Ten years ago a group of four Microsoft engineers took to the stage at a security conference in Washington, DC, and presented a paper titled “The Darknet and the Future of Content Distribution”. In this paper, the authors made a compelling argument describing how the rise of information technology would make it easier and faster for people to share files, and how DRM would do little to slow the process down. At the time this premise was a bit controversial, and as the authors openly admit, it almost cost them their jobs.
BitTorrent, and the words “legit” are rarely seen in the same sentence, but the company behind one of the world’s most popular peer to peer downloading clients is hoping 2013 will be the year this all changes. Matt Mason, executive director of marketing for BitTorrent claims he’s been working non stop with content companies for the last several years, and is looking for ways to warm relations, and create partnerships to distribute content legally. As you would no doubt imagine, this is a bit of an uphill battle given how often the company’s products are used to share files illegally.
Battered and beaten up in court, peer-to-peer file sharing service LimeWire has agreed to pay $105 million in damages to major record labels, the Recording Industry Association of America announced. The settlement ends a jury trial that began last week to determine the amount of damages LimeWire would owe, which could have ended up being 10 times the amount of the settlement, or more.
Some in the music industry may have discovered that it's pointless to beat a dead horse, or in this case, a defunct file sharing service called LimeWire. Mark Gorton, founder of the once immensely popular peer-to-peer file sharing service, settled a copyright infringement suit brought on by more than 30 publishers, including those associated with EMI, Sony, and Vivendi.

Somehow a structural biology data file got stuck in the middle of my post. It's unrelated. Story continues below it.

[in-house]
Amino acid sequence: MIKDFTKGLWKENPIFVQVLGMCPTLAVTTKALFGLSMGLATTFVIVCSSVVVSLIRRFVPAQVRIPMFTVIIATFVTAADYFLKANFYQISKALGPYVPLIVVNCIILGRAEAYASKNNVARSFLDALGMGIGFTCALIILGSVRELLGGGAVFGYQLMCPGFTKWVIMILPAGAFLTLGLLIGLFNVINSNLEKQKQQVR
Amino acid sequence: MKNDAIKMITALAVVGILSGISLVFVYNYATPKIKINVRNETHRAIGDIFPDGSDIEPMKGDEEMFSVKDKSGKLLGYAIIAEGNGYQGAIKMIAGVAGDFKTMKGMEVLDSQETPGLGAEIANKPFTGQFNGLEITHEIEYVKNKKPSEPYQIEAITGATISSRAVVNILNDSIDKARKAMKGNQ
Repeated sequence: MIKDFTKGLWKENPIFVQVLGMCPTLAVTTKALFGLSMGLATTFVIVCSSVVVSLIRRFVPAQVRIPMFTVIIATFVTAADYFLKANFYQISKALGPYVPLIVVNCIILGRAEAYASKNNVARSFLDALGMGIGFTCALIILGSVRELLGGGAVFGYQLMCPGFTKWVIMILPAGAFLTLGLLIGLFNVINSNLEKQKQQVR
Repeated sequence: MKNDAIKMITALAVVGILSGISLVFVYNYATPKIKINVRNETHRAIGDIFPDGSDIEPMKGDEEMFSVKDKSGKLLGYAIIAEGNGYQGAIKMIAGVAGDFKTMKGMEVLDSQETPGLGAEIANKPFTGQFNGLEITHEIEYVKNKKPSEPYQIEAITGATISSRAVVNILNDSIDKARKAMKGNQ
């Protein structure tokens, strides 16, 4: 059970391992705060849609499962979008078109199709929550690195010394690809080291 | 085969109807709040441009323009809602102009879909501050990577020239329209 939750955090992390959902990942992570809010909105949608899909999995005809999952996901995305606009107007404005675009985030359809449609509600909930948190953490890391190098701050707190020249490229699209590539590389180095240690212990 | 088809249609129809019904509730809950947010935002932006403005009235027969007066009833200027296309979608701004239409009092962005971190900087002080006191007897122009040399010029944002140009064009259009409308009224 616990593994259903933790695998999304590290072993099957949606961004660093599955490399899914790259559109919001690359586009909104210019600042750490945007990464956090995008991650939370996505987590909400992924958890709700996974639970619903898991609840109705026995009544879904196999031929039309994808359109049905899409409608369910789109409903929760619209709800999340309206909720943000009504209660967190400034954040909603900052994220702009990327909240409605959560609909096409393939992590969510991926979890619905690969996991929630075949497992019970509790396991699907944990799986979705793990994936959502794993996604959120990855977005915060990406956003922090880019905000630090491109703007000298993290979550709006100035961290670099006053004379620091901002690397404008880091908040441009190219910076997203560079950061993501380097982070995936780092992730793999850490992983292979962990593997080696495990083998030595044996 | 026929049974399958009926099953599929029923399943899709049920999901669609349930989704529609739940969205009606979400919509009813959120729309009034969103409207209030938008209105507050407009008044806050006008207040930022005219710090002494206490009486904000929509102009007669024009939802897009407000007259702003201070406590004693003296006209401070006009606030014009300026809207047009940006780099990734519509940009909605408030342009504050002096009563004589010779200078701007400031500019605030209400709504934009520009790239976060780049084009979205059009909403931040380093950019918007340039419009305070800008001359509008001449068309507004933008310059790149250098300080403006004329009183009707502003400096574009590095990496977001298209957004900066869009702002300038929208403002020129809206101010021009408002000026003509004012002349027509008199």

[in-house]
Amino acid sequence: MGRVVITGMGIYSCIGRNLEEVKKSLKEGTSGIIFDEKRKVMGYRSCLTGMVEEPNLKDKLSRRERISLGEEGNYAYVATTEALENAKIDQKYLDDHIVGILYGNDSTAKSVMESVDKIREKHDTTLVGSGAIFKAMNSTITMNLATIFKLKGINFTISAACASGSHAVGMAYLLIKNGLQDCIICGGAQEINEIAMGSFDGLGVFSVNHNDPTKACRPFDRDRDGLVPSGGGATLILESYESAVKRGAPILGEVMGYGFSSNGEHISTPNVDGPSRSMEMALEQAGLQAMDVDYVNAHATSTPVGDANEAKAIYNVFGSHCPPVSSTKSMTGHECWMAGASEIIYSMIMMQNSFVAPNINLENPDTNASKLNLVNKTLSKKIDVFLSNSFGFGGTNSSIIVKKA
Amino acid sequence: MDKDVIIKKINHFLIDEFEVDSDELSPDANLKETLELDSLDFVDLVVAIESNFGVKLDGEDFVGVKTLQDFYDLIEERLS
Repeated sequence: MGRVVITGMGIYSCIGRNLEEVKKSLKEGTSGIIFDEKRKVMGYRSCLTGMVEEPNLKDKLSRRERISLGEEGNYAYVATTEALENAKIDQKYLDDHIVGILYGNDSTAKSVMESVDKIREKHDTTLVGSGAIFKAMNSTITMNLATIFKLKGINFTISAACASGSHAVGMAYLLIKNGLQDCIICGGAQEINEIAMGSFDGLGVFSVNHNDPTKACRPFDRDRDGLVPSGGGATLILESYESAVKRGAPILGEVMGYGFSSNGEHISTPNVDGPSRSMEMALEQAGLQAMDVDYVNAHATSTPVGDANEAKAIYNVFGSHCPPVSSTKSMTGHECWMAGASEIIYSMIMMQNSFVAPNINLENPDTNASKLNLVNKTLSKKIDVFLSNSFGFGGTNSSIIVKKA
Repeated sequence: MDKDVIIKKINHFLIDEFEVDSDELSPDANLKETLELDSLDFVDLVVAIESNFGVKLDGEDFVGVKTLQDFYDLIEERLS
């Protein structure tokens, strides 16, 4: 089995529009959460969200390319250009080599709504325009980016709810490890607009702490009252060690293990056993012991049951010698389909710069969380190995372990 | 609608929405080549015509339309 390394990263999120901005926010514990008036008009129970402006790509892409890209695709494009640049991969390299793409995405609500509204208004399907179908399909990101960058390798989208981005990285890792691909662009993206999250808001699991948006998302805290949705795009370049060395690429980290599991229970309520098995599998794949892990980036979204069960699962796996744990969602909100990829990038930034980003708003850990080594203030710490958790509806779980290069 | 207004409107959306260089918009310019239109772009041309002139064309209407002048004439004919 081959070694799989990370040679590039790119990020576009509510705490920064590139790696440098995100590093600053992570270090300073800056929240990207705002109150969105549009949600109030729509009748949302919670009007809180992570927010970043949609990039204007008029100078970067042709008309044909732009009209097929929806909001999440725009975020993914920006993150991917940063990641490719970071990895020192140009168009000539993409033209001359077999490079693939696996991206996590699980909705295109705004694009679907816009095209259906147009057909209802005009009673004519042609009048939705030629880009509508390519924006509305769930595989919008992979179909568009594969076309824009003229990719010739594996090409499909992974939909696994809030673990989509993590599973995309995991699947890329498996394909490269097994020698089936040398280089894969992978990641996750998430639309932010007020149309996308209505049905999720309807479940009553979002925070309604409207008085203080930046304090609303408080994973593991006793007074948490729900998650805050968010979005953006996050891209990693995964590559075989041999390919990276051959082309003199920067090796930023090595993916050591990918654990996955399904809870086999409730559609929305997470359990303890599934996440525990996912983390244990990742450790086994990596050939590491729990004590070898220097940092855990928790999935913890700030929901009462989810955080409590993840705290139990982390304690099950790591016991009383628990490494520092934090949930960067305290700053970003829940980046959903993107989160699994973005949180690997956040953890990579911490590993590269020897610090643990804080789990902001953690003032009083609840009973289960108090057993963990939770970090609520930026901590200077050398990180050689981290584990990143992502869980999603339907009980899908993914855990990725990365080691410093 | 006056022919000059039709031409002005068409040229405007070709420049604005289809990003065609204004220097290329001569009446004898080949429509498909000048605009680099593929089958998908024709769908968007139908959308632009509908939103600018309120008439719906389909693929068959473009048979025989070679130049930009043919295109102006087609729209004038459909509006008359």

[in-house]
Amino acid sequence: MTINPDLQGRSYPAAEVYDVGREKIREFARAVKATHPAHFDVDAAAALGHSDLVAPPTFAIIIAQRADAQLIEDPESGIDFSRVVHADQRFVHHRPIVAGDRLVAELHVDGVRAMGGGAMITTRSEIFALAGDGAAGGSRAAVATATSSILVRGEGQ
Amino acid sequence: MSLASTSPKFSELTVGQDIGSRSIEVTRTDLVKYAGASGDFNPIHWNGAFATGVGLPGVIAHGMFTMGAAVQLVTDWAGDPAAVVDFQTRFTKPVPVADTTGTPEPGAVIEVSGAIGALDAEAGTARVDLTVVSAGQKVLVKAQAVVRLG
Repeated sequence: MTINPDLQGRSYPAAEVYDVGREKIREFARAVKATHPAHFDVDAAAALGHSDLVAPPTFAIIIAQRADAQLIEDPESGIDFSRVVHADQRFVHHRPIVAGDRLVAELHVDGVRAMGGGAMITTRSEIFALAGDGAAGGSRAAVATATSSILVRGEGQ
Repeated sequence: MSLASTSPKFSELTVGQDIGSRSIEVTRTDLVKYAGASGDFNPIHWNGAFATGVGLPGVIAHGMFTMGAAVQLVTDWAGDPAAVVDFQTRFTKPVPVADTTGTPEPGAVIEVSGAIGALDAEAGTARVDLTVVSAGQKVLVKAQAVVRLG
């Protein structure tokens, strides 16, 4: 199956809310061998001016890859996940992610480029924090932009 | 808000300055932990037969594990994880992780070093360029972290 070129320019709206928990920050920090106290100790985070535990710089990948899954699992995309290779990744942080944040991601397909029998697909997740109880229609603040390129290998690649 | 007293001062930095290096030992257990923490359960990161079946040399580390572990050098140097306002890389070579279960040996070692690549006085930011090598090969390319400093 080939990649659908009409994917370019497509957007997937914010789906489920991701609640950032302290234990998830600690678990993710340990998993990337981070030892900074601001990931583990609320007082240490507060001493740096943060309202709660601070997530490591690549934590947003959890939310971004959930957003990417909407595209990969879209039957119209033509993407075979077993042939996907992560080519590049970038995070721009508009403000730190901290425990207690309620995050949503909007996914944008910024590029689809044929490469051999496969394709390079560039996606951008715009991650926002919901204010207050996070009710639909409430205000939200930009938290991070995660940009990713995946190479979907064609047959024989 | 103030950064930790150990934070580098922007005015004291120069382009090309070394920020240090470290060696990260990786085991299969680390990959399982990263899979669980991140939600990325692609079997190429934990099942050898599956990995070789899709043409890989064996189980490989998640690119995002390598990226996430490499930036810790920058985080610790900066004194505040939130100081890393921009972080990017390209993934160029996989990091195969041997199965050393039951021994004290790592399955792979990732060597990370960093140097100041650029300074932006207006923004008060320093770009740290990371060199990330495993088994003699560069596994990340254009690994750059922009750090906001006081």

U.S. District Court Judge Kimba Wood essentially issued a death sentence for LimeWire after finding the peer-to-peer software firm guilty of copyright violations and issuing an injunction against he company in October. The obituary will have to wait.
According to a report in the Hollywood Reporter, LimeWire's attorneys have been busy trying to get third-party licensees to fork over a bunch of documents, everything from contracts and royalty payments, to accounting books and internal company communications. One of the firms being targeted is Amazon, though the etailer is reluctant to cooperate.
"Amazon's contention that it need not produce revenue information and communications regarding its agreements with Plaintiffs because these documents are equally obtainable from Plaintiffs is wrong on the facts and the law," attorneys for LimeWire wrote in a statement. "The Subpoena requests documents that could not be within Plaintiffs' possession, e.g. purely internal Amazon communications regarding its licensing agreements with Plaintiffs placed on their copyrighted works."
LimeWire claims it has a right to these documents in order to defend against the RIAA's claim of $1 billion in damages. The argument here is that these documents and internal communications could help determine what took place while negotiating over licensing songs for sale, which "could illuminate Plaintiffs' views as to the true value of their works."
Straight and to the point, BitTorrent Inc. announced that the BitTorrent Mainline and uTorrent client software combine to serve 100 million users every month, TorrentFreak reports.
On any given day, 20 million users from over 220 countries load up one of the clients, while also distributing 400,000 new clients every day. That adds up to a lot of users, and a lot of game demos and Linux distros (and perhaps one or two illicit downloads...).
"This is an exciting day for our team. Our vision is to build a complete technology ecosystem comprised of software, content, and devices designed to connect modern creators with a massive digital audience," BitTorrent CEO Eric Klinker said. "This milestone highlights the size of our user base and the power of our software."
Both clients are free, though it's estimated BitTorrent Inc. rakes in millions of dollars each year through the optional installation of an accompanying toolbar.
Things weren't looking so well for LimeWire, the peer-to-peer (P2P) file sharing service the RIAA managed to shut down via a court order last month. But according to TorrentFreak.com, a secret development team has gone and brought LimeWire back from the dead, while adding a few changes in the process.